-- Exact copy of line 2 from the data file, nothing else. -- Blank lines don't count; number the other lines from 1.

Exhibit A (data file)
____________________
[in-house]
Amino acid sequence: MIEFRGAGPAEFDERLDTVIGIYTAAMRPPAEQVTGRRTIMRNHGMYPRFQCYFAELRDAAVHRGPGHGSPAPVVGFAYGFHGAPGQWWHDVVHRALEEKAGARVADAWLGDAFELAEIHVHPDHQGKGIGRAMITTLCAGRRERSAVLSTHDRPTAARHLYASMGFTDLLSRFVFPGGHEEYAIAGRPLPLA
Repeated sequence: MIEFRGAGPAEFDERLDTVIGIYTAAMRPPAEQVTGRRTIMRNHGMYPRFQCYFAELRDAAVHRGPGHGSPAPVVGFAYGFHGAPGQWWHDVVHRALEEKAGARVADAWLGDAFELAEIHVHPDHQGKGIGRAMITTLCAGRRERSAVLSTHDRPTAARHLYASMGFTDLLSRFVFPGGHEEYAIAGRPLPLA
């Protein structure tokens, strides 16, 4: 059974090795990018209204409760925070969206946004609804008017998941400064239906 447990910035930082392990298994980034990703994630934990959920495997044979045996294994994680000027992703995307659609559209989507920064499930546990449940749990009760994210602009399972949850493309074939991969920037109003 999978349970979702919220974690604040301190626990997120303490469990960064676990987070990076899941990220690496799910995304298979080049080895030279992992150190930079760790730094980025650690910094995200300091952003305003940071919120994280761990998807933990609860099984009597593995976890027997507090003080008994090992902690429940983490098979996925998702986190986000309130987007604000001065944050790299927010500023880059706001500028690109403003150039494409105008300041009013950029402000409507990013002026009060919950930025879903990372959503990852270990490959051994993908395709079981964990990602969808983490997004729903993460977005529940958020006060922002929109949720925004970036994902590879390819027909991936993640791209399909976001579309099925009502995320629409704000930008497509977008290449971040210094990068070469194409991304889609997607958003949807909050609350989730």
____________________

Amino acid sequence: MIEFRGAGPAEFDERLDTVIGIYTAAMRPPAEQVTGRRTIMRNHGMYPRFQCYFAELRDAAVHRGPGHGSPAPVVGFAYGFHGAPGQWWHDVVHRALEEKAGARVADAWLGDAFELAEIHVHPDHQGKGIGRAMITTLCAGRRERSAVLSTHDRPTAARHLYASMGFTDLLSRFVFPGGHEEYAIAGRPLPLA